Is slug exorcism a thing? Asking for a friend.

I’m going to tell you a tale of horror about this massive slug. Here he is in all his gastropod wonder.


I found him in my kitchen. The species, I’ve learned, is called Limax maximus, which literally means “biggest slug.” It’s commonly called the leopard slug, or sometimes the great gray slug. Or maybe it should be called the great grave slug. I’ll get to that in a moment.

Somehow, this creature slimed his way under my kitchen door just after a heavy rain. When I found him there on the floor next to my fridge, I knew he had to go. I’m not proud of this, but… I dispatched him with some salt. (How? Science, bitches!) It was a mean thing to do, and I do feel remorse. But I’m a gardener, and I’m as passionate about keeping my hostas pristine as slugs are passionate about putting holes in them. I have a bias. I wasn’t thinking clearly.


These lovely plants don’t deserve to be treated as a slug salad bar.

This needs to be said, ugly though it may be . . . I used a shitload of salt to put this guy down.

I plucked salty Mr. Slug from the floor with a paper towel and placed him in the garbage can, wrapping him tightly and shoving him down into the depths so I wouldn’t have to think about what I’d done.

The next morning, he had risen to the top of the garbage and was sprawled on a newly disposed-of piece of paper towel. He wasn’t moving. In fact, he looked quite deceased. I cringed, balled him up in the towel again, and sent him deep down into the trash. I washed my hands, figuring I’d seen the last of him. Oh, how wrong I was.

Now, I recycle (I hope you’ll forgive me the recurring paper towel theme), so my garbage doesn’t go out often. A day later, I went to throw something away and there, on another paper towel, was the slug. He had emerged once more from the depths, answering the siren call of a freshly thrown-out piece of paper towel. I named him Lazarus. And, again, I sent him back to his tomb.

Last night, he reappeared. The same still, rather desiccated form. The same position atop a napkin atop a pile of garbage. I think this time I actually yelped, “What the FUCK?” as I hastily rewrapped the paper towel and shoved him down, down, down into the trashy depths, chanting the only slug exorcism I know: “Ew ew ew ew ew!”

They say insanity is doing the same thing over and over but expecting different results. Well, I’ll counter that creepy is putting a (presumably) dead slug down under a bunch of garbage only to have it re-emerge.

So, this morning . . . Well, you see where this story is going. There was that menacing mollusk again. This time, I took the slug-infested paper towel outside, gave it a shake over the grassy area in my backyard, and sent what still looked like a very demised Great Gray back to the earth.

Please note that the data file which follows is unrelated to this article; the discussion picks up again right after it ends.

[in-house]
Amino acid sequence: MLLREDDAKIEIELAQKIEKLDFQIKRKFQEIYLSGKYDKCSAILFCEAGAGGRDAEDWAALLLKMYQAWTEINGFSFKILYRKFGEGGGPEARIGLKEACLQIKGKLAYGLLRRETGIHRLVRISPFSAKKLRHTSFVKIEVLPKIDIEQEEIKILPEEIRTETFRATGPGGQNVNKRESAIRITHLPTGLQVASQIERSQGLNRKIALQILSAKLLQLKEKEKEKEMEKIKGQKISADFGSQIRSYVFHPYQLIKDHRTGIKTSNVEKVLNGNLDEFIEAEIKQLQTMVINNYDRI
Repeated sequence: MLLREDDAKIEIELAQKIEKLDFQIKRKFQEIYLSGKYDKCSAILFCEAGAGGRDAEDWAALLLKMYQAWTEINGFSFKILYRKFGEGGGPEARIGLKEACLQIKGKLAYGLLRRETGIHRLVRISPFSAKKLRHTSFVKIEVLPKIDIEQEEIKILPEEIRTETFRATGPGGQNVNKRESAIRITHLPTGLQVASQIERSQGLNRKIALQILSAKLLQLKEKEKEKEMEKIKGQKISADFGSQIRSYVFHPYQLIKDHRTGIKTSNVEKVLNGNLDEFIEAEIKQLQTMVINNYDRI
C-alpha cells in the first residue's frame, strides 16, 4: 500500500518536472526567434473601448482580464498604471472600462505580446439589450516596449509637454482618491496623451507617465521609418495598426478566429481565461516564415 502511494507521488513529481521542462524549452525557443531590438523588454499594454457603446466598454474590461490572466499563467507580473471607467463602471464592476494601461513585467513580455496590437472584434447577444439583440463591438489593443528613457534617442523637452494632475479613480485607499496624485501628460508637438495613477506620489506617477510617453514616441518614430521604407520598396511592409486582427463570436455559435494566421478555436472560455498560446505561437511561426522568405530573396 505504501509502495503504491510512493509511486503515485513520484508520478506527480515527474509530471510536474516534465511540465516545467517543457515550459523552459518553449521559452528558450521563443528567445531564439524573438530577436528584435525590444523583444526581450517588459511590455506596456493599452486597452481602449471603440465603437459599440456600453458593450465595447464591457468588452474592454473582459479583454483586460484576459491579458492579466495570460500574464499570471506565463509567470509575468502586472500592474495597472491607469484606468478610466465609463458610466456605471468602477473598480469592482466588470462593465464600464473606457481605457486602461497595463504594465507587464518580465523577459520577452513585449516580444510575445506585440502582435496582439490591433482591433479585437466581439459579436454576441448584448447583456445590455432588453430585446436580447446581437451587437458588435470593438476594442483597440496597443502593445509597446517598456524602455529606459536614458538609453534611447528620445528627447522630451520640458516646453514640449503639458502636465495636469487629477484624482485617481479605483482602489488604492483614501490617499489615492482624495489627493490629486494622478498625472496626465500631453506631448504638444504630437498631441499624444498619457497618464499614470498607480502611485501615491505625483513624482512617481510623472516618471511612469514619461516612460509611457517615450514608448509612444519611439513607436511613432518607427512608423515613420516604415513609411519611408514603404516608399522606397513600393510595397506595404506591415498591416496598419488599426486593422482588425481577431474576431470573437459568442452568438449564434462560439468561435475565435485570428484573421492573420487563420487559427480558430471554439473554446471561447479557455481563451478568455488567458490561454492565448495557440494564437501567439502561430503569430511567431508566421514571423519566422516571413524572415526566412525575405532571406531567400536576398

Then, I took out the trash.

If Lazarus returns, I may have to consider having the house saged and performing some sort of ritual cleansing for ghost slugs. For the sake of my waning sanity, let’s all hope that doesn’t happen.


How To Build an Indoor Seed Starting Setup

Several years ago, provoked by Spring fever and taunted by the sight of seed starting flats and racks of seeds in the local home goods store, I decided that I would grow seeds indoors. I cleared a corner of a little plastic shelving unit by a sunny window in my mud room, watered down the little Jiffy seed starting pellets I’d purchased, added seeds and hoped for the best. A week later I was amazed to see seedlings sprouting. A month later, I was saddened to see that my seedlings had grown tall and droopy and looked weak, despite my best efforts to sustain them. A few tomatoes survived to be planted outside, but they were never very healthy and I don’t think they ever produced blooms, much less fruit.

What had I done wrong?

It’s All About Light

A little research was all it took to help me realize where my seed starting experiment had failed. My sunny window wasn’t enough to get my seedlings to thrive–they needed much more light. The reason that they’d grown tall and spindly was because they were reaching for the distant light shining through the window, desperately trying to generate enough energy to grow. I decided that if I wanted to try starting seeds indoors again (and I did, because what better way is there for a gardener to chase away the late-winter blues than to sprout green things indoors?) I would have to devise a system to generate light and lots of it. I did more research, and came up with a system that has worked well for me now for a couple of seasons and cost far less than the seed starting setups you’ll find in catalogs.

Here’s what I did… Continue reading